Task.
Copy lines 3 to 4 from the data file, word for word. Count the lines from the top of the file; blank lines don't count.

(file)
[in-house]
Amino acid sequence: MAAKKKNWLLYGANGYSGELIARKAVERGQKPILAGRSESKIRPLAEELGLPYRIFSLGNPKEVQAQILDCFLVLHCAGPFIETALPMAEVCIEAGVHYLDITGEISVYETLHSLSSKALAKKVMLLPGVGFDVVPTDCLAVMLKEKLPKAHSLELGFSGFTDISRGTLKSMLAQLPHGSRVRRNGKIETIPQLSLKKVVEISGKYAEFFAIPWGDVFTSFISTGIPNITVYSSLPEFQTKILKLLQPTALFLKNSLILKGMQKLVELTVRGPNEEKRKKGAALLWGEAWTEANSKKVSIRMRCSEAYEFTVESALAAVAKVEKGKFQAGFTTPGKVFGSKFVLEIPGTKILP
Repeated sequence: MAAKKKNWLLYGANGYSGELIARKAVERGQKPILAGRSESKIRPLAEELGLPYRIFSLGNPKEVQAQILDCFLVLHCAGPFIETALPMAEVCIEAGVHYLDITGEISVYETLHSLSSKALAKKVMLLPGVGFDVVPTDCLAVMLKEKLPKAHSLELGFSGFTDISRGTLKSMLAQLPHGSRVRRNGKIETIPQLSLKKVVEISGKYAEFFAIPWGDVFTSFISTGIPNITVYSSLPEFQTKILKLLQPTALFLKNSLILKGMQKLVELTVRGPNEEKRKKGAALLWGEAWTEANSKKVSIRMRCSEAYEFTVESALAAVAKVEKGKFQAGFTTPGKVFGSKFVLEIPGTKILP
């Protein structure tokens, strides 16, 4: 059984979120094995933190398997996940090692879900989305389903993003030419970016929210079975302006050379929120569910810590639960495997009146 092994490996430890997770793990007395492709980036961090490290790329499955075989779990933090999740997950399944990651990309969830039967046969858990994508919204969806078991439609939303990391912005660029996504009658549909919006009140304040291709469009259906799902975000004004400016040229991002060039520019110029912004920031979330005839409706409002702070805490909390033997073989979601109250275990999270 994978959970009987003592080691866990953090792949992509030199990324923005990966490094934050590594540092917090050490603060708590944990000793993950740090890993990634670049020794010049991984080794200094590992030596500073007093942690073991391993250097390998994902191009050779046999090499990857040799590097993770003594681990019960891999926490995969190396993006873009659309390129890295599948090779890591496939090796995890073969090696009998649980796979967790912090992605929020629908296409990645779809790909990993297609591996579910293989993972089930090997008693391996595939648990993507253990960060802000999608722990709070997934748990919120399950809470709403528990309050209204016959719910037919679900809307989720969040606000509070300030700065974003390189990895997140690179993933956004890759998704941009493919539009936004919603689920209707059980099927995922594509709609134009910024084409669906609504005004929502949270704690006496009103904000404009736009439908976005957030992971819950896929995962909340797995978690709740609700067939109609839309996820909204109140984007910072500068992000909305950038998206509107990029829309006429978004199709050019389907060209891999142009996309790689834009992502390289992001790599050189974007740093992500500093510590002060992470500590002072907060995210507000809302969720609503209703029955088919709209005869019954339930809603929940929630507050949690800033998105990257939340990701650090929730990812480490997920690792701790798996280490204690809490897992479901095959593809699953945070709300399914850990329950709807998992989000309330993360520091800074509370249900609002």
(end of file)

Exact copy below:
Repeated sequence: MAAKKKNWLLYGANGYSGELIARKAVERGQKPILAGRSESKIRPLAEELGLPYRIFSLGNPKEVQAQILDCFLVLHCAGPFIETALPMAEVCIEAGVHYLDITGEISVYETLHSLSSKALAKKVMLLPGVGFDVVPTDCLAVMLKEKLPKAHSLELGFSGFTDISRGTLKSMLAQLPHGSRVRRNGKIETIPQLSLKKVVEISGKYAEFFAIPWGDVFTSFISTGIPNITVYSSLPEFQTKILKLLQPTALFLKNSLILKGMQKLVELTVRGPNEEKRKKGAALLWGEAWTEANSKKVSIRMRCSEAYEFTVESALAAVAKVEKGKFQAGFTTPGKVFGSKFVLEIPGTKILP
């Protein structure tokens, strides 16, 4: 059984979120094995933190398997996940090692879900989305389903993003030419970016929210079975302006050379929120569910810590639960495997009146 092994490996430890997770793990007395492709980036961090490290790329499955075989779990933090999740997950399944990651990309969830039967046969858990994508919204969806078991439609939303990391912005660029996504009658549909919006009140304040291709469009259906799902975000004004400016040229991002060039520019110029912004920031979330005839409706409002702070805490909390033997073989979601109250275990999270 994978959970009987003592080691866990953090792949992509030199990324923005990966490094934050590594540092917090050490603060708590944990000793993950740090890993990634670049020794010049991984080794200094590992030596500073007093942690073991391993250097390998994902191009050779046999090499990857040799590097993770003594681990019960891999926490995969190396993006873009659309390129890295599948090779890591496939090796995890073969090696009998649980796979967790912090992605929020629908296409990645779809790909990993297609591996579910293989993972089930090997008693391996595939648990993507253990960060802000999608722990709070997934748990919120399950809470709403528990309050209204016959719910037919679900809307989720969040606000509070300030700065974003390189990895997140690179993933956004890759998704941009493919539009936004919603689920209707059980099927995922594509709609134009910024084409669906609504005004929502949270704690006496009103904000404009736009439908976005957030992971819950896929995962909340797995978690709740609700067939109609839309996820909204109140984007910072500068992000909305950038998206509107990029829309006429978004199709050019389907060209891999142009996309790689834009992502390289992001790599050189974007740093992500500093510590002060992470500590002072907060995210507000809302969720609503209703029955088919709209005869019954339930809603929940929630507050949690800033998105990257939340990701650090929730990812480490997920690792701790798996280490204690809490897992479901095959593809699953945070709300399914850990329950709807998992989000309330993360520091800074509370249900609002």